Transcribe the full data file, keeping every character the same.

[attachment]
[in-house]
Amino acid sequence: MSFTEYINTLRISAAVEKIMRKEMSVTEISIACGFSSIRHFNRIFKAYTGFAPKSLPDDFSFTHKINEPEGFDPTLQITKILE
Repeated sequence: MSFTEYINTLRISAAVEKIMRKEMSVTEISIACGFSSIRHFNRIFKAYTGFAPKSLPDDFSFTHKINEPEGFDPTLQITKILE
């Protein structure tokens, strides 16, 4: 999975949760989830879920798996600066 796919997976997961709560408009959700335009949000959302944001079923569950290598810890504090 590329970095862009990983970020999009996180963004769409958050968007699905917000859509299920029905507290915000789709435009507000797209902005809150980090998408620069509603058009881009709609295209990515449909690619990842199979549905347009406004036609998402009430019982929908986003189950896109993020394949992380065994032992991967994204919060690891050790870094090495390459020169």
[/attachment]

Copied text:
[in-house]
Amino acid sequence: MSFTEYINTLRISAAVEKIMRKEMSVTEISIACGFSSIRHFNRIFKAYTGFAPKSLPDDFSFTHKINEPEGFDPTLQITKILE
Repeated sequence: MSFTEYINTLRISAAVEKIMRKEMSVTEISIACGFSSIRHFNRIFKAYTGFAPKSLPDDFSFTHKINEPEGFDPTLQITKILE
């Protein structure tokens, strides 16, 4: 999975949760989830879920798996600066 796919997976997961709560408009959700335009949000959302944001079923569950290598810890504090 590329970095862009990983970020999009996180963004769409958050968007699905917000859509299920029905507290915000789709435009507000797209902005809150980090998408620069509603058009881009709609295209990515449909690619990842199979549905347009406004036609998402009430019982929908986003189950896109993020394949992380065994032992991967994204919060690891050790870094090495390459020169």